The variable qualities of the script fortunately do not extend to the The Counselor‘s technical setup, where it’s utterly stellar. Ridley Scott will be the first to admit that he’s an art director at heart, and it shows. The whole film looks beautiful, every set has been painstakingly constructed and every shot looks to have been deftly created by the most professional of hands. The sound design is equally spot on, sparsely setting the perfect atmosphere for artfully lit rooms and vast desertscapes. With the exception of some slightly dodgy CGI cheetahs (a minor gripe if ever there was one), this film is technically perfect and sits as a testament to the enduring vision of Scott and his creative team.
Despite all the painstaking work behind its construction, The Counselor sadly struggles to find a true emotional core. Behind all the stylised visuals and bizarre mixes of blatant exposition and complete ellipsis is a group of characters that never insight any true human connection. What use is a permanently dangled sword of Damocles when you don’t particularly care for those upon whom it threatens to fall? The script feels too calculated and cold to imbue any significant sense of humanity (maybe that was the goal?), but it serves to rob many scenes of their tension and leaves the more emotionally charged moments feeling toothless.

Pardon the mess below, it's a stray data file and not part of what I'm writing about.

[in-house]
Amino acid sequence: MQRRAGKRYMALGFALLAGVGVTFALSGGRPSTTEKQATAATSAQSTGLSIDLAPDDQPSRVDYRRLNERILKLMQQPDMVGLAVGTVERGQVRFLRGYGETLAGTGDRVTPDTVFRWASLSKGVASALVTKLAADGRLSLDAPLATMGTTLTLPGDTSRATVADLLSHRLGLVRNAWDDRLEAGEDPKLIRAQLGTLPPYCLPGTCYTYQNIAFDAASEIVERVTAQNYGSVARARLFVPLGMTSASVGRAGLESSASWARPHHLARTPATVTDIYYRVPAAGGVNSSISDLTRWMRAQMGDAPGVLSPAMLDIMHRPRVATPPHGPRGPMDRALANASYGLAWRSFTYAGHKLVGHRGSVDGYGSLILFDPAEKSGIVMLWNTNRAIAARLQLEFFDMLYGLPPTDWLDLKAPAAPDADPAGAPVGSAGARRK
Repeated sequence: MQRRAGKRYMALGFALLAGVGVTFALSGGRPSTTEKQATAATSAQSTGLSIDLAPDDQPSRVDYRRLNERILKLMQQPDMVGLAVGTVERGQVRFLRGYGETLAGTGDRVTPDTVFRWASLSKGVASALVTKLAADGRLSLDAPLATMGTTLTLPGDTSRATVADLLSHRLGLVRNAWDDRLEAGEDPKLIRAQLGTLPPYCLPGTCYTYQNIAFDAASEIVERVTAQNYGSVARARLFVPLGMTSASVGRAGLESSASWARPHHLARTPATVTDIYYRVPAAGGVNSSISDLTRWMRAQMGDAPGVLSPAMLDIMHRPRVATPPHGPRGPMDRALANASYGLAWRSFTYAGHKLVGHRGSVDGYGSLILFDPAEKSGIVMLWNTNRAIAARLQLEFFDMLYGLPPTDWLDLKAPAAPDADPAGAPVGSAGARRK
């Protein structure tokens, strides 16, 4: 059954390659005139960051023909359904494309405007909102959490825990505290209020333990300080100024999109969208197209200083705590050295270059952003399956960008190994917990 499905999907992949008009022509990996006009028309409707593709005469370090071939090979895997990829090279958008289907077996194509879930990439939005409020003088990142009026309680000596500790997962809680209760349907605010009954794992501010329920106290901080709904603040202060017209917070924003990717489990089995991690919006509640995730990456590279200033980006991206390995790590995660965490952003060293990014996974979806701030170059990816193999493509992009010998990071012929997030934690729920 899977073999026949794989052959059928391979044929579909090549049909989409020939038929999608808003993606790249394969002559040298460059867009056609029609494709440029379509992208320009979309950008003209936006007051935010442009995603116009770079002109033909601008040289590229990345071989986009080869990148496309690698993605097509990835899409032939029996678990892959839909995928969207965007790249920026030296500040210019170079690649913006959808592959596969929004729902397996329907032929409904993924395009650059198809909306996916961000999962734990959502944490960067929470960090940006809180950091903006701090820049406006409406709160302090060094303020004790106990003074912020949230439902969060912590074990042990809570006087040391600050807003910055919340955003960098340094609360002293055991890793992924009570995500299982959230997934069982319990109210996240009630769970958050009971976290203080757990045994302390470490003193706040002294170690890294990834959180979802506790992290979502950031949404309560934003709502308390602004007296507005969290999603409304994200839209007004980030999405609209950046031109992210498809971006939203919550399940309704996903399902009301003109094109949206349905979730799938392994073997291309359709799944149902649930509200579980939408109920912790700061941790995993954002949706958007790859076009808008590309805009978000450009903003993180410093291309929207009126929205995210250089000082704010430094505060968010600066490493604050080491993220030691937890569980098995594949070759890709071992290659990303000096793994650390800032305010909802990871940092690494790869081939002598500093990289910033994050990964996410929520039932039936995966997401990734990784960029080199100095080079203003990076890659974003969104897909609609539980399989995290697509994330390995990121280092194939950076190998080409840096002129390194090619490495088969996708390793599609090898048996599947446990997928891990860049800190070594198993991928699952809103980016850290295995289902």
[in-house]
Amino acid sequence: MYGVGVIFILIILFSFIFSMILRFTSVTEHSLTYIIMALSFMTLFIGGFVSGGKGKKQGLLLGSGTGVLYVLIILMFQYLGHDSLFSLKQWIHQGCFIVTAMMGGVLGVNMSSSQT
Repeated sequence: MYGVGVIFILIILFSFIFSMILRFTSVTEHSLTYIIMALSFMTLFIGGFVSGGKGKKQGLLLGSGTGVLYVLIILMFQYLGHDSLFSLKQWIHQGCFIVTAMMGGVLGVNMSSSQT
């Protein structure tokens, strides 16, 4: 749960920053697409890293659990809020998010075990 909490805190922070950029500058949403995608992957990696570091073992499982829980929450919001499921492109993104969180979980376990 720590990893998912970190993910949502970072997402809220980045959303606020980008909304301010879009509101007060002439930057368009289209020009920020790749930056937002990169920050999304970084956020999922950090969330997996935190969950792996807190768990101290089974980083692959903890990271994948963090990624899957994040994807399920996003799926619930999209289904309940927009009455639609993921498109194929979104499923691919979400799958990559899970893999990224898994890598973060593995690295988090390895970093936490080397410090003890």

The Counselor is undeniably unique, and despite its flaws it still stands as a victory for the more artful side of blockbuster cinema (its painstakingly detailed looks and multi-layered plot make it the kind of film rarely seen in the mainstream). Admirable as that is, its brilliant construction fails to hide a problematic script that leaves the cast with too much leg work and the audience without any lasting attachments to hold on to.
Though it hints at so much promise, The Counselor never quite hits you in the way you would hope. The pieces may be there, but it never finds the panache to put them all together.